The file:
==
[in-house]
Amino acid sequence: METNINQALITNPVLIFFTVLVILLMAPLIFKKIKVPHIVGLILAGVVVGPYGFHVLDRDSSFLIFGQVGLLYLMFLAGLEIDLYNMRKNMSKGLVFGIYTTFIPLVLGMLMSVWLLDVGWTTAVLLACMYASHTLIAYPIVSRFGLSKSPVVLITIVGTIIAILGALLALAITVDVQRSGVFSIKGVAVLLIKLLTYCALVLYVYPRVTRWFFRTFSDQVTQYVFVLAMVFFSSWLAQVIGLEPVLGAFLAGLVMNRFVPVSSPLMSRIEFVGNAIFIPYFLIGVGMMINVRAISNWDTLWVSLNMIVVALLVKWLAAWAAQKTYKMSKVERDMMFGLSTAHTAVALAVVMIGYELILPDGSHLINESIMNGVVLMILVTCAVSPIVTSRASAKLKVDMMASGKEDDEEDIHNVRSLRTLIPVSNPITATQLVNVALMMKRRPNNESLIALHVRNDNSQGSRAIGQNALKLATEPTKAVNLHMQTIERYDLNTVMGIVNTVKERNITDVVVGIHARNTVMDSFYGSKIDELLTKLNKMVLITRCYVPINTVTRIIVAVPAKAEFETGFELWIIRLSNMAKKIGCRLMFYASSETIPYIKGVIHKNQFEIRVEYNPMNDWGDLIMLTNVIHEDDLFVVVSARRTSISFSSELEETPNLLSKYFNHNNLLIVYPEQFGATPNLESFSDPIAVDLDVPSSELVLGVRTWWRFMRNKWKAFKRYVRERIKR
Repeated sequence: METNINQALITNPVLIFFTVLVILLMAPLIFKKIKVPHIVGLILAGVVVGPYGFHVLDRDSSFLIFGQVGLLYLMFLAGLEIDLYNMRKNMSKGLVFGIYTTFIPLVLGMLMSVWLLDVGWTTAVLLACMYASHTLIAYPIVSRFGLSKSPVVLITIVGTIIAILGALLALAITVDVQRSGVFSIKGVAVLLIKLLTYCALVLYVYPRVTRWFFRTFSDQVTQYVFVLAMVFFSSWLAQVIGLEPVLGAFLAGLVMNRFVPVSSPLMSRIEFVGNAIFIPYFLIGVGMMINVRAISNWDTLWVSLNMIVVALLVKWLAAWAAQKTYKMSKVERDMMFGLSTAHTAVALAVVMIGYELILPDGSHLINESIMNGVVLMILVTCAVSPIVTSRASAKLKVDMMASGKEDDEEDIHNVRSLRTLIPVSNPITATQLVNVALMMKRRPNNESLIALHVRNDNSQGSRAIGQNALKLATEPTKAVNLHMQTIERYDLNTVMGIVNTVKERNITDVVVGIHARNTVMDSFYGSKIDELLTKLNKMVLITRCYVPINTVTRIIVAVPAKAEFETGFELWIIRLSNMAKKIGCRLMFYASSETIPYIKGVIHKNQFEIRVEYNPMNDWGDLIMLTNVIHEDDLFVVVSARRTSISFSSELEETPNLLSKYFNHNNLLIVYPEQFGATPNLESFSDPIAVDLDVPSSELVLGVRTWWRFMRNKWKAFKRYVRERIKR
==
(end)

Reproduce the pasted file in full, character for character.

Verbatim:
[in-house]
Amino acid sequence: METNINQALITNPVLIFFTVLVILLMAPLIFKKIKVPHIVGLILAGVVVGPYGFHVLDRDSSFLIFGQVGLLYLMFLAGLEIDLYNMRKNMSKGLVFGIYTTFIPLVLGMLMSVWLLDVGWTTAVLLACMYASHTLIAYPIVSRFGLSKSPVVLITIVGTIIAILGALLALAITVDVQRSGVFSIKGVAVLLIKLLTYCALVLYVYPRVTRWFFRTFSDQVTQYVFVLAMVFFSSWLAQVIGLEPVLGAFLAGLVMNRFVPVSSPLMSRIEFVGNAIFIPYFLIGVGMMINVRAISNWDTLWVSLNMIVVALLVKWLAAWAAQKTYKMSKVERDMMFGLSTAHTAVALAVVMIGYELILPDGSHLINESIMNGVVLMILVTCAVSPIVTSRASAKLKVDMMASGKEDDEEDIHNVRSLRTLIPVSNPITATQLVNVALMMKRRPNNESLIALHVRNDNSQGSRAIGQNALKLATEPTKAVNLHMQTIERYDLNTVMGIVNTVKERNITDVVVGIHARNTVMDSFYGSKIDELLTKLNKMVLITRCYVPINTVTRIIVAVPAKAEFETGFELWIIRLSNMAKKIGCRLMFYASSETIPYIKGVIHKNQFEIRVEYNPMNDWGDLIMLTNVIHEDDLFVVVSARRTSISFSSELEETPNLLSKYFNHNNLLIVYPEQFGATPNLESFSDPIAVDLDVPSSELVLGVRTWWRFMRNKWKAFKRYVRERIKR
Repeated sequence: METNINQALITNPVLIFFTVLVILLMAPLIFKKIKVPHIVGLILAGVVVGPYGFHVLDRDSSFLIFGQVGLLYLMFLAGLEIDLYNMRKNMSKGLVFGIYTTFIPLVLGMLMSVWLLDVGWTTAVLLACMYASHTLIAYPIVSRFGLSKSPVVLITIVGTIIAILGALLALAITVDVQRSGVFSIKGVAVLLIKLLTYCALVLYVYPRVTRWFFRTFSDQVTQYVFVLAMVFFSSWLAQVIGLEPVLGAFLAGLVMNRFVPVSSPLMSRIEFVGNAIFIPYFLIGVGMMINVRAISNWDTLWVSLNMIVVALLVKWLAAWAAQKTYKMSKVERDMMFGLSTAHTAVALAVVMIGYELILPDGSHLINESIMNGVVLMILVTCAVSPIVTSRASAKLKVDMMASGKEDDEEDIHNVRSLRTLIPVSNPITATQLVNVALMMKRRPNNESLIALHVRNDNSQGSRAIGQNALKLATEPTKAVNLHMQTIERYDLNTVMGIVNTVKERNITDVVVGIHARNTVMDSFYGSKIDELLTKLNKMVLITRCYVPINTVTRIIVAVPAKAEFETGFELWIIRLSNMAKKIGCRLMFYASSETIPYIKGVIHKNQFEIRVEYNPMNDWGDLIMLTNVIHEDDLFVVVSARRTSISFSSELEETPNLLSKYFNHNNLLIVYPEQFGATPNLESFSDPIAVDLDVPSSELVLGVRTWWRFMRNKWKAFKRYVRERIKR